Why reading plays is important for actors…
(Exclusive interview at the end of the article)
We recently interviewed a number of industry experts for our online course: StageMilk Drama School. We interviewed some of the best directors, actors, and theatre-makers in the industry and some common themes kept emerging. It was as if they’d all coordinated what to say, each expert reinforcing the last. We couldn’t believe the similarities in what every expert kept saying.
In reality, these experts just understood that there are some common habits and techniques that all successful actors implement.
The one thing they kept coming back to — read more plays! And ideally, read them out loud.
Andrew Henry, the artistic director of Red Line Productions, one of the best independent theatre companies in Australia, says he aims to read 8 plays a week.
8 plays a week!
I almost fell off my chair mid interview.
It seems ambitious, extreme even, but I think it’s a great, and very achievable, goal. The more you read, the more you build momentum. Reading this amount of plays develops your understanding of language and dialogue, as well as story structure. So why should you be reading this crazy amount of plays.
6 reasons why reading plays is important for actors:
#1 Understanding Story
Actors are storytellers. However elaborate a production may be, it always comes back to telling a great story. The problem is that actors get so caught up in “character” and “acting” that they often forget the story.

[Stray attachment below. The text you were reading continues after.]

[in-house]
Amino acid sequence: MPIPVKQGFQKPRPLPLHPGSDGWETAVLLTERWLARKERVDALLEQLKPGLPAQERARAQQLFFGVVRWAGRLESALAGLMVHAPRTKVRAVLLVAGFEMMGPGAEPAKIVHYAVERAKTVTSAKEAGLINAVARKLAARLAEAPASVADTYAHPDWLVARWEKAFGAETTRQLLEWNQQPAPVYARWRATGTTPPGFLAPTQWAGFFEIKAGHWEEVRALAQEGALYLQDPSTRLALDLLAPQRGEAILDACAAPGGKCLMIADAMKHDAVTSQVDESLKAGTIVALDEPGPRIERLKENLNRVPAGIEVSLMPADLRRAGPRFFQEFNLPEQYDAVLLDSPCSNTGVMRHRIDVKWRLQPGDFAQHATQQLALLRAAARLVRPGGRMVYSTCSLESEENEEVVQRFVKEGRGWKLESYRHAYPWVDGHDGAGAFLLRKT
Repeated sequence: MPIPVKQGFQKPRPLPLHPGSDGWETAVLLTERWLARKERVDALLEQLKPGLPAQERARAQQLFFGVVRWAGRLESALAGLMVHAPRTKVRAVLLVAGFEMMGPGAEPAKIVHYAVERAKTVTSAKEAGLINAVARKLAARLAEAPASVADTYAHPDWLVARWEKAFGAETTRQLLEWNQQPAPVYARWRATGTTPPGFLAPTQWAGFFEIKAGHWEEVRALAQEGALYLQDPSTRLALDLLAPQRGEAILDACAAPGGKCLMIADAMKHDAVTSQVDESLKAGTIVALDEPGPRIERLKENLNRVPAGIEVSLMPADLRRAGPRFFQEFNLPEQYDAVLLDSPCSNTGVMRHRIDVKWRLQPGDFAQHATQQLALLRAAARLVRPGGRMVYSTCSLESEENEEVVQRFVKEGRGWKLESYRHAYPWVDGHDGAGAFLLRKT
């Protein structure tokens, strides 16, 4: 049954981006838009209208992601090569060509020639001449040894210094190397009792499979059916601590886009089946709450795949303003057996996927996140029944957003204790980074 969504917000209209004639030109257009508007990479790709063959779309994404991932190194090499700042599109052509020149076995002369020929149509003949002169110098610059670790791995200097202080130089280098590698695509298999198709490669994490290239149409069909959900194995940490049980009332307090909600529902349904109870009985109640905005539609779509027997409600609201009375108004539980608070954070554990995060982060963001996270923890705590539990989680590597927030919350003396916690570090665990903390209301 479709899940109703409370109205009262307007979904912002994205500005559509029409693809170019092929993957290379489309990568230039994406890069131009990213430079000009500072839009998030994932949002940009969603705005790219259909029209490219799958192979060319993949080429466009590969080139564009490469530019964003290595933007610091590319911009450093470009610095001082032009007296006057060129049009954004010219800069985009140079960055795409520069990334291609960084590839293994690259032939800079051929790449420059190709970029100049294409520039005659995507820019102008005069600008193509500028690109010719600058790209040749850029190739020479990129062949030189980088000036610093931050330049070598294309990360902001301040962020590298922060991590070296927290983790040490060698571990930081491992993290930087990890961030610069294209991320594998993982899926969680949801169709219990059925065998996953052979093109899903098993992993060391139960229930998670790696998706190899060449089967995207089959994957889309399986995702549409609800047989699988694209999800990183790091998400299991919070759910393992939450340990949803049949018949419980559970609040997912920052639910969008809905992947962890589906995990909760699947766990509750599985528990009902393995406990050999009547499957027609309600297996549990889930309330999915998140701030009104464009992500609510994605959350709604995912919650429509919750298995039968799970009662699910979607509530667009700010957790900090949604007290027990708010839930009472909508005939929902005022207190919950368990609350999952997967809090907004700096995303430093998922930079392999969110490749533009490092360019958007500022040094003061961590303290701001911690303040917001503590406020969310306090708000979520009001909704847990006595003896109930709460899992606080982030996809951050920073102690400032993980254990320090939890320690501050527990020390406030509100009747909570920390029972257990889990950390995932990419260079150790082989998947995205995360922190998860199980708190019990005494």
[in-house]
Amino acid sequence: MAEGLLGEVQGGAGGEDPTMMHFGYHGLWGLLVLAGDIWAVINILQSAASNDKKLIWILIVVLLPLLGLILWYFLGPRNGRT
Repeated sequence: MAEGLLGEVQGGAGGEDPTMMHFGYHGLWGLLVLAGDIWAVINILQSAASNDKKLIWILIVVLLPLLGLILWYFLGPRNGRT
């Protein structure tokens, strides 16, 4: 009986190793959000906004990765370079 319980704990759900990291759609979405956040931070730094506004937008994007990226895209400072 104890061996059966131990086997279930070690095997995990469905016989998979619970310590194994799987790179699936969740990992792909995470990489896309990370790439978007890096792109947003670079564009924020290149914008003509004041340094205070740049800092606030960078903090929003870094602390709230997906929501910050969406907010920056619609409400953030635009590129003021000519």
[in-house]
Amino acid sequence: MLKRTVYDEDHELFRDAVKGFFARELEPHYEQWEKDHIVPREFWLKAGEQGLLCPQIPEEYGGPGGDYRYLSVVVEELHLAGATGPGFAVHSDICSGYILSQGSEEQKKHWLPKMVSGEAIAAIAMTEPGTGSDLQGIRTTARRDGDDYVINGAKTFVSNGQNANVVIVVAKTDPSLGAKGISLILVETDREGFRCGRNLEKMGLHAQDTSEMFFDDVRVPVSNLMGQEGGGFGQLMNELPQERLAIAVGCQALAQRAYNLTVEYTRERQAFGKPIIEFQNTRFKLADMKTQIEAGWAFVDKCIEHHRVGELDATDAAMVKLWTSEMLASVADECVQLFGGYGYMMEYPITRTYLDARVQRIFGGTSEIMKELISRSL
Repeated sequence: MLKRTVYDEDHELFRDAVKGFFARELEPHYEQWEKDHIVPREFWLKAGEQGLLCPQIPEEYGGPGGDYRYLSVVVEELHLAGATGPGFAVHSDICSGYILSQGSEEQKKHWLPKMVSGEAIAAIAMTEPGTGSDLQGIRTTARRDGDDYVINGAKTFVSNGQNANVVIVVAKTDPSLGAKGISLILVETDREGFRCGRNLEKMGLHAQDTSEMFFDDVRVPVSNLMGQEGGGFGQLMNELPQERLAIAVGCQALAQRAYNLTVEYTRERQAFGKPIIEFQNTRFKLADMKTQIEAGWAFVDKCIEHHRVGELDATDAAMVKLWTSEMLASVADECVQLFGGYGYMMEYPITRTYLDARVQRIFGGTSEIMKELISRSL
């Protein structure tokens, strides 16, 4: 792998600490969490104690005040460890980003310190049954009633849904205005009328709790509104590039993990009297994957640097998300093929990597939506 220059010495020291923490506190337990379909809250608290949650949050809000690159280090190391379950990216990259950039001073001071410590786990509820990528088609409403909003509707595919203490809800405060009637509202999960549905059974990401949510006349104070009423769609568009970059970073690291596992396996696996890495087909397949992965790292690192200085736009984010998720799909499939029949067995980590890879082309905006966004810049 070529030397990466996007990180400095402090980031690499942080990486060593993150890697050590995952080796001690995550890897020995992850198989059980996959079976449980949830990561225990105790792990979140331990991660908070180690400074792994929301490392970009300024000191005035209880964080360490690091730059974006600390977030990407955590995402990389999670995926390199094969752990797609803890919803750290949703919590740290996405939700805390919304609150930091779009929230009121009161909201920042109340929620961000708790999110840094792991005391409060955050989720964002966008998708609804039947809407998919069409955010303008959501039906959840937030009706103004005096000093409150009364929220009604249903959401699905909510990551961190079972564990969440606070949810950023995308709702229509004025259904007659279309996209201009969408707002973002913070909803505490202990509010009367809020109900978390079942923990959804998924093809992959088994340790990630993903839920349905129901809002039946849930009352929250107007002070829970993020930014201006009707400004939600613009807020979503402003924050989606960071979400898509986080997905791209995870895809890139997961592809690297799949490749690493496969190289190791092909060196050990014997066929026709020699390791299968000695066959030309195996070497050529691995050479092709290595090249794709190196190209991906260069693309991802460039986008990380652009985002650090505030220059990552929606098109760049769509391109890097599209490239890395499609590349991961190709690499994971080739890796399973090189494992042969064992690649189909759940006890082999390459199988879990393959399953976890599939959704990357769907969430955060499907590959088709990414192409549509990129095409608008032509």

Regularly reading plays reminds us that as actors, we are one part of a greater story. We are a character who contributes in the telling of a compelling story.
You begin to see the commonalities between plays. How story structure works. How the flow of scenes, progressive tension and conflict, work to enhance a story.
The more you read, the better you become at telling stories.
#2 Having an Opinion
Directors love actors with opinions. When you’re auditioning for a play, or working on a theatre production, you need to offer choices. These choices come from having ideas and opinions on how to tell the story.
The more you read, the more confidently you can discuss plays and theatre more broadly.
Imagine working on an Arthur Miller show and being in a position where you’ve read all his work. What a great place to be in to discuss Miller’s language and the broader ideas surrounding his plays. Think how much more you could contribute to the discussion and the overall telling of the story.
Reading more plays also means you can begin to make decisions on what you like and don’t like. Yes we’re all told that Shakespeare, Chekhov, Miller are the greats, but once you’ve read their work you can get involved in the debate. Is Shakespeare archaic? Are contemporary playwrights more direct and insightful? Have we lost our ability to tell stories?
Kevin Jackson, a former NIDA teacher and notable theatre director, actually has discussions with actors instead of auditions. He values actors’ insights and opinions so much so that he wants to talk with you instead of seeing a conventional audition.
Having an opinion is vital for actors.
Julia Moody, the head of Voice at WAAPA, often talks about how actors are “bastions of language”. I love this idea. As actors we need to have command over language, and reading plays, literature, poetry and more is how to achieve this mastery.
As actors, and storytellers, we are constantly working with a diverse range of language. Plays are sometimes hundreds of years old, or feature poetic, heightened language. You have to be working on complex text often in order to have any chance at being able to perform this kind of language, especially under pressure.